Sheep

Votes are in and it was pretty clear what our new ram’s name is…MacDougal.  MacDougal is settling in very well.  He and Remi are living in the bachelor pen together.

Our Livestock Guardian Dog is struggling again this year with the lambs, like she did last year.  She is just about to turn 4-years-old and I think it continues to be a maturity thing.  When the lambs are tiny, and stay close to their moms, and the moms are very protective, she is fine with them.  In fact, she is excellent with them.  She will belly crawl over submissively to sniff them and check them out and respects the ewes.  But as they get bigger, and start to run and play, and the ewes are not very protective anymore, then she starts to get into trouble.  She can’t resist the running, bouncing, playing lambs (who could!?) and wants to run and play with them (heck, I want to run and play with them too!).  The problem is that she is 110 lbs of dog, and wants to play like a dog, and they are much smaller lambs, who play like lambs.  The main issue is that she grabs one of their back legs and holds it, while they run along.  She is gentle and doesn’t break the skin or anything, but this has led to some limping lambs, both last year and this year.  The limp goes away after a couple of days, but it is still not good.  So we have been spending extra time training with her this week and teaching her this is not OK.  And she has also had to spend some extra time living in the back pen with the males when we can’t be keeping an eye on the situation.  Overall, she is an amazing LGD, and we fully expect her to grow out of this and not have this issue every year.  The training this week has shut it down…for now…but we will keep an eye on things.

Is Marigold pregnant?  Or not?  We are not sure.  She is supposedly 10 days from her due date, but we are not seeing very clear signs to support this.  We are wondering if she didn’t take, or if she didn’t take and then got bred at a later date than we thought.  We are keeping an eye on her, and we have her on the end-of-pregnancy diet just in case.  But I am guessing we are done lambing for the season.  Time will tell…she might surprise us.

Chickens

Our very awesome, sweet, friendly rooster, Ben, had moved into the bachelor pen because we can’t use him for breeding anymore since we kept him so long and now would be doing some major inbreeding if we kept using him.  But he is so great and gentle that it seemed a waste to eat him.  So we decided to separate him out for now, and let our new roo, Nilo, do a year or two of breeding and then bring Ben back once we had less of his daughters and grand-daughters in the flock.  Well, some friends came by to drop off fiber at the mill and look at our sheep and they saw Ben and heard his story.  They have a flock of free-ranging hens and would like to have a rooster to protect them, but have had trouble with mean roosters and didn’t want to deal with that.  So Ben has now moved on to live with them.  He seems happy to have a flock to look after again, and it will be a very nice home for him.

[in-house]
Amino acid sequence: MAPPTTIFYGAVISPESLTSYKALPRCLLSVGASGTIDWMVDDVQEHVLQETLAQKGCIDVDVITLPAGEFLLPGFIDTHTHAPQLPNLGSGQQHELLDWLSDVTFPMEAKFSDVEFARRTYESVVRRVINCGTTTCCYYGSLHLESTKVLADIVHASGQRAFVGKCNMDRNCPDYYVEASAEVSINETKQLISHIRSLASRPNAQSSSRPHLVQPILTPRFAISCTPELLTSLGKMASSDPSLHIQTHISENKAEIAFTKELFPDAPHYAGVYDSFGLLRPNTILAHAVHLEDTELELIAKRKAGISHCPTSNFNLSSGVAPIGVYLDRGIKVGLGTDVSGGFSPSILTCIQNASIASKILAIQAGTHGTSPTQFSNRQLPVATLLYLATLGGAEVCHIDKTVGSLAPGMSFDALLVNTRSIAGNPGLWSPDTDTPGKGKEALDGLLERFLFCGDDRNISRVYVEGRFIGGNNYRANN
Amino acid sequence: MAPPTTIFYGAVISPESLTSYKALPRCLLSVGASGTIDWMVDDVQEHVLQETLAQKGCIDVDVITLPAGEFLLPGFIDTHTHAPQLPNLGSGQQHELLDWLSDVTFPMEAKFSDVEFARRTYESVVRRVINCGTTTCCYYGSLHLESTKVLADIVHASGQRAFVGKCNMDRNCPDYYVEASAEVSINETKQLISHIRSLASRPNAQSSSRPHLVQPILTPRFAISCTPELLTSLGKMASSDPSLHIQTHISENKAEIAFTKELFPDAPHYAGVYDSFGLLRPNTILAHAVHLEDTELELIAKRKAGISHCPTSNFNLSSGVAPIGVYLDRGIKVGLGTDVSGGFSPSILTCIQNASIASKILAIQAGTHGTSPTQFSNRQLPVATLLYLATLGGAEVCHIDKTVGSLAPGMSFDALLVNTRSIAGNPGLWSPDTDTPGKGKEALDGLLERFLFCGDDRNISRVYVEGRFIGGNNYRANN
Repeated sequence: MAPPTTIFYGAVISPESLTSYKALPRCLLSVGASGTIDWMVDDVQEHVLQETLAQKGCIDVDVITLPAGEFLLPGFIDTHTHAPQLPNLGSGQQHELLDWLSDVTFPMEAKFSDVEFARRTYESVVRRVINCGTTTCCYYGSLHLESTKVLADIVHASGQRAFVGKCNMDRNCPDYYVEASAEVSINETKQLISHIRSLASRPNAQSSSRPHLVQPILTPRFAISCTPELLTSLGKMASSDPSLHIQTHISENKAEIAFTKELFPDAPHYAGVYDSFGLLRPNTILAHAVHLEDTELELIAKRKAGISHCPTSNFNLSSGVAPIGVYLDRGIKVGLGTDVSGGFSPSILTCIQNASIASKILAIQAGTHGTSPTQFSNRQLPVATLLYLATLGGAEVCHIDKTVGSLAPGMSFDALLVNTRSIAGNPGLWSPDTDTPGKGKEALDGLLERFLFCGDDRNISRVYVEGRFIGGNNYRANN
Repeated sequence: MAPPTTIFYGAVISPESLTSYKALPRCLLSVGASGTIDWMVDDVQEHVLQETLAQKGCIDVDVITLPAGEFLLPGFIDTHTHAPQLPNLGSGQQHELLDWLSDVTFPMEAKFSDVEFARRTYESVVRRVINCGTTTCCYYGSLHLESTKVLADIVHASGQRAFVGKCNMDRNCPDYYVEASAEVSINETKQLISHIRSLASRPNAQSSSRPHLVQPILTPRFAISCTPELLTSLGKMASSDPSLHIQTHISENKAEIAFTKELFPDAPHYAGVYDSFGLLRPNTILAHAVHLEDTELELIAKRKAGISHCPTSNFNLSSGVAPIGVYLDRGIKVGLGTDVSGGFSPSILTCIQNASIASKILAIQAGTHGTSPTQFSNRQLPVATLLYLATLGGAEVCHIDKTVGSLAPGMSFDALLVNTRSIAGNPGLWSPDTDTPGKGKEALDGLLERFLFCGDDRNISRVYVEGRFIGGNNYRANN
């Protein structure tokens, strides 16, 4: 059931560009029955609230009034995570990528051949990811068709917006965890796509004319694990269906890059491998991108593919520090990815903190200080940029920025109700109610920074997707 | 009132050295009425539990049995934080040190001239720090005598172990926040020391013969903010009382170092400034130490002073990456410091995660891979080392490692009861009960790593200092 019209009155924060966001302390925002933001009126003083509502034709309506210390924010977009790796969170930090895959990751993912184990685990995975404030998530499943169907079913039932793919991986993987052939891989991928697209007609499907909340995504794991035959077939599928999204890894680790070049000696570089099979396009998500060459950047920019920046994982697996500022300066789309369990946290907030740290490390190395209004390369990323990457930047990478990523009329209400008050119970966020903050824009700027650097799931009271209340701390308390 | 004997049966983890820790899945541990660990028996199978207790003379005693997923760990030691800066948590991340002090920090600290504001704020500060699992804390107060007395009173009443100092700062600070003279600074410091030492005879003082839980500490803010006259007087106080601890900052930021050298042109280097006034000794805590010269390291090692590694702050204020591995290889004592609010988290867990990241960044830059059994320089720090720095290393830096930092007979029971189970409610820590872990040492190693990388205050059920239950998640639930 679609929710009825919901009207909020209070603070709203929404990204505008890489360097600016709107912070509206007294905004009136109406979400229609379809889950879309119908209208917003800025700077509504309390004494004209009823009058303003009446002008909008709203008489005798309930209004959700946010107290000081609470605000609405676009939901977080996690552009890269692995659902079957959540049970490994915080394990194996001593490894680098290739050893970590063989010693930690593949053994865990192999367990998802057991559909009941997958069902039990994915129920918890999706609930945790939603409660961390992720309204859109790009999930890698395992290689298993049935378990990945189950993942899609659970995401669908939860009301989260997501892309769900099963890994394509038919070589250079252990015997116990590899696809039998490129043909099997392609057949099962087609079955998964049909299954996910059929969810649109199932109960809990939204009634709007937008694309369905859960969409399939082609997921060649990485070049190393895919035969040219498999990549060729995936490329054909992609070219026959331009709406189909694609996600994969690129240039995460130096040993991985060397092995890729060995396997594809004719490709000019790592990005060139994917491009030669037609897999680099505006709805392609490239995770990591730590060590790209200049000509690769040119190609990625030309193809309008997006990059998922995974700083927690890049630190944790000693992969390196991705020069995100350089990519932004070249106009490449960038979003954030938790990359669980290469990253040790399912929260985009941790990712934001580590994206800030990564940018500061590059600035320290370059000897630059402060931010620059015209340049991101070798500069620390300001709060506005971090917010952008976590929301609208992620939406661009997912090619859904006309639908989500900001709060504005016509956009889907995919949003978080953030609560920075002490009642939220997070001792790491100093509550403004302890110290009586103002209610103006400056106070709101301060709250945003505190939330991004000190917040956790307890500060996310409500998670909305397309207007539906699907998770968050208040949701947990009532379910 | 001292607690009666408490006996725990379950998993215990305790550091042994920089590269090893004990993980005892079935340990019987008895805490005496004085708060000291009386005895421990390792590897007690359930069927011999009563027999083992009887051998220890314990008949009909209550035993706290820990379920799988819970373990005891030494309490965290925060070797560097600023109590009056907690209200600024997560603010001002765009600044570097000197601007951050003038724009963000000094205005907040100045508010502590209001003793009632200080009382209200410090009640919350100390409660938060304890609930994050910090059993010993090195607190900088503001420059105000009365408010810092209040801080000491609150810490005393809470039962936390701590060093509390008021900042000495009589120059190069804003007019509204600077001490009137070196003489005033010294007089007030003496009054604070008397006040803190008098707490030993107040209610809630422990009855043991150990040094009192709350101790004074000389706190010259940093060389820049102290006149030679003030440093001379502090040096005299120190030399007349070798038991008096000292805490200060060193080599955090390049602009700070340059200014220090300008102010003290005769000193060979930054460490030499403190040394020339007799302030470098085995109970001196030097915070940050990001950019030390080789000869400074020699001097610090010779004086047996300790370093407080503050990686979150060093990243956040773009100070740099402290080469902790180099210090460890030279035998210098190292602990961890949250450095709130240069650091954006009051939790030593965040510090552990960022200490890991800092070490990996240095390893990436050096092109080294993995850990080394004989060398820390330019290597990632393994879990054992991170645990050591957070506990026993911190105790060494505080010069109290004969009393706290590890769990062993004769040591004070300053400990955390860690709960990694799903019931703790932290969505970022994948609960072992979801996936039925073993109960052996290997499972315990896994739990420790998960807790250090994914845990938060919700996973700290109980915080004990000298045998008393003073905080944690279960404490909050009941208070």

Ben the rooster, with the flock last year

The oldest hen on our farm, a Silkie named Eve, has been setting eggs and raising chicks for us for many years now.  She is 7 years old and still lays 4 eggs a week when she is not brooding.  She raises anywhere from 1-3 clutches of chicks for us every year.  What a great hen!  Well, she is at it again, setting on 6 eggs.  I put another 5 in the incubator because she can raise more chicks than the amount of eggs she can fit on (she is a bantam), and it will make up for any loss we have too so she is raising a full clutch.  All 5 eggs in the incubator are fertile (good job, Nilo!) but I haven’t gotten around to candling the ones under Eve yet.  I expect they are all fertile too.  They will hatch out next week.

Eve

In the Farm Kitchen

We have continued making dairy products with all this fresh goat and sheep milk.  This week we made more yogurt, mozzarella, and our first batch of chevre.

I have also been making some herbal medicines this week.  I made an Arnica/Comfrey salve, and a liver cleanse tincture.